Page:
The Oakland Raiders will break ground on their $2 billion Las Vegas stadium on Nov. 13 but executives for the franchise are looking far past that ceremony.
13 Action News reporter Bryan Callahan is reporting that representatives plan on traveling to Houston on Nov. 14 to bid on the World Cup. He also says they have plans to bid on hosting the NFL Draft and Super Bowl not long after the stadium opens in 2020.
— Bryan Callahan (@BCallahanKTNV) November 9, 2017
These are lofty ambitions for sure — but there's a strong history of large sporting events gravitating toward new stadiums. The NFL has made it somewhat of a trend to host the Super Bowl in a city with a new or renovated stadium, so it's highly likely Las Vegas gets chosen shortly after Los Angeles host the event in 2023.
The World Cup, on the other hand, is a bit more difficult. The world cup has only been hosted in the United States once, in 1994 at the Rose Bowl in Pasadena, California. They also have a history of returning to previous host cities when returning to a specific country. Olympiastadion in Berlin, Estadio Azteca in Mexico City, and Maracanã Stadium, Rio de Janeiro have all hosted the event twice.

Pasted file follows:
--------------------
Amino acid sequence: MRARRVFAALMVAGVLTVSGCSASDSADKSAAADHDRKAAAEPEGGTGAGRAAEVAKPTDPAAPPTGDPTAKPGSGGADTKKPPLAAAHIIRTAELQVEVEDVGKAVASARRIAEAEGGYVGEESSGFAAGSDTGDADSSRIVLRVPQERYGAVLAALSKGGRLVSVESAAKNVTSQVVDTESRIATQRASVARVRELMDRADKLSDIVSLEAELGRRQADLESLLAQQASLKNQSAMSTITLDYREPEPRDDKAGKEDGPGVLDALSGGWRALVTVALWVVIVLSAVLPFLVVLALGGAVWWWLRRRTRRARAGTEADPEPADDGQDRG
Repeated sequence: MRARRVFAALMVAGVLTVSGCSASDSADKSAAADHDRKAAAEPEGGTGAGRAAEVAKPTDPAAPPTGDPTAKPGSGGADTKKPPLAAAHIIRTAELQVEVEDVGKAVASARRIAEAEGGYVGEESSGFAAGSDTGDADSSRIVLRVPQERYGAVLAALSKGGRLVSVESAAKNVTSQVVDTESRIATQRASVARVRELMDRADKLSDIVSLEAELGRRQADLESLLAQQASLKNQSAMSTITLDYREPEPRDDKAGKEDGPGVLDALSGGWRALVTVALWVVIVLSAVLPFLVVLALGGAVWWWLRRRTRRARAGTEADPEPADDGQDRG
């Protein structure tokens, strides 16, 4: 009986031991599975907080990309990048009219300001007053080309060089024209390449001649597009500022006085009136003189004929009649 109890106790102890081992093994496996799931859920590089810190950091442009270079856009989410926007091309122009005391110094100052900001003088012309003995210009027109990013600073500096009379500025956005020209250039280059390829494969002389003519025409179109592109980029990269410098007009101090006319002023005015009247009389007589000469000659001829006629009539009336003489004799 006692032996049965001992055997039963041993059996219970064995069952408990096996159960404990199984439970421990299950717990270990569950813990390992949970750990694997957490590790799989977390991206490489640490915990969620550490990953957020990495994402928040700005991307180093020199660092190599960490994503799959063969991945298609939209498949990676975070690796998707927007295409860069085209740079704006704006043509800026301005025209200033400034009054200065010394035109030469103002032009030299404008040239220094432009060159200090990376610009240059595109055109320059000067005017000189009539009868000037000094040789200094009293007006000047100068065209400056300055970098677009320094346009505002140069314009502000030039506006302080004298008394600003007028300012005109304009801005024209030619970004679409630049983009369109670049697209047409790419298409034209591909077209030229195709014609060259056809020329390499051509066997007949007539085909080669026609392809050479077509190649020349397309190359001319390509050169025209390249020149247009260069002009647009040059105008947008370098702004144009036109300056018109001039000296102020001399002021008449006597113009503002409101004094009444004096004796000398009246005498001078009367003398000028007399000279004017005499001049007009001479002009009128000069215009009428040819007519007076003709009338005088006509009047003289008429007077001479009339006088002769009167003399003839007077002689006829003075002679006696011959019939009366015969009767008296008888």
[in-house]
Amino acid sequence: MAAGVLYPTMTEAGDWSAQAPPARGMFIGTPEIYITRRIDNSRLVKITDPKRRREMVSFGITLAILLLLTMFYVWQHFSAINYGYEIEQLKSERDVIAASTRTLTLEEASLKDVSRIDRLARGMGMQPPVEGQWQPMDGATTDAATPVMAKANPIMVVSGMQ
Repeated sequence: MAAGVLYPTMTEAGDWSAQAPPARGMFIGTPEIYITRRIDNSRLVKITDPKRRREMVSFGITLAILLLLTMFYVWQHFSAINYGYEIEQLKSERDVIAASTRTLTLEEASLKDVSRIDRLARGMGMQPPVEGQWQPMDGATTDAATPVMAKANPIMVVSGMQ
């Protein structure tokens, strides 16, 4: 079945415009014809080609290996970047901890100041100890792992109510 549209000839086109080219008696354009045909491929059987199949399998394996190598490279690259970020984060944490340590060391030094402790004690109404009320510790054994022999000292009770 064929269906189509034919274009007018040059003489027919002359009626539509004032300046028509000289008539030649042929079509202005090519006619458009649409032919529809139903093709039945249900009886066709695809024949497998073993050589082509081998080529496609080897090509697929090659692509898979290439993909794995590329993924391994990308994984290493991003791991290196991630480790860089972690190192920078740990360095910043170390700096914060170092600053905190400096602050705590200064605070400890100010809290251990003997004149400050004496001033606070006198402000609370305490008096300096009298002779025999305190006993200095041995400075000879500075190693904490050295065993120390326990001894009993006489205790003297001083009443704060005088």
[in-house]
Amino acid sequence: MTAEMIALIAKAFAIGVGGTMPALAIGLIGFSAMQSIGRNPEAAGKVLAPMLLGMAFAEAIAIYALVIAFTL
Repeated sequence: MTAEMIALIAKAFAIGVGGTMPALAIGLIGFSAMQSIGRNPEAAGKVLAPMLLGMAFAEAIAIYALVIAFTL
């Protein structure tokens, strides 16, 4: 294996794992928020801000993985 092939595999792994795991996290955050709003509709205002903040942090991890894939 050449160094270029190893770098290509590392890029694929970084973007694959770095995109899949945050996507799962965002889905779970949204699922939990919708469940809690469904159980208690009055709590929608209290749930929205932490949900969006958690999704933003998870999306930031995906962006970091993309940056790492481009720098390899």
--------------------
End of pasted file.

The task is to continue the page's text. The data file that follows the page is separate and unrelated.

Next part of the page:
This may give the Los Angeles a leg up for the next United States World Cup site. That doesn't mean that Vegas shouldn't throw its name in the hat. Tuesday's meeting will focus on the next available bid date, which is 2026. Russia is scheduled to host the event in 2018 and Qatar won the bid for 2022.
Las Vegas will have to rely on its unique features to win over the committee. There are very few places in the world that feature a state-of-the-art stadium just minutes away from world-class hotel accommodations. National teams, management, staff, and fans would all fit comfortably across the many Las Vegas strip venues. Throw in Las Vegas' warmer Fall climate and other large venues — Sam Boyd Stadium and the Las Vegas Motor Speed Way — for practices and you have a true contender.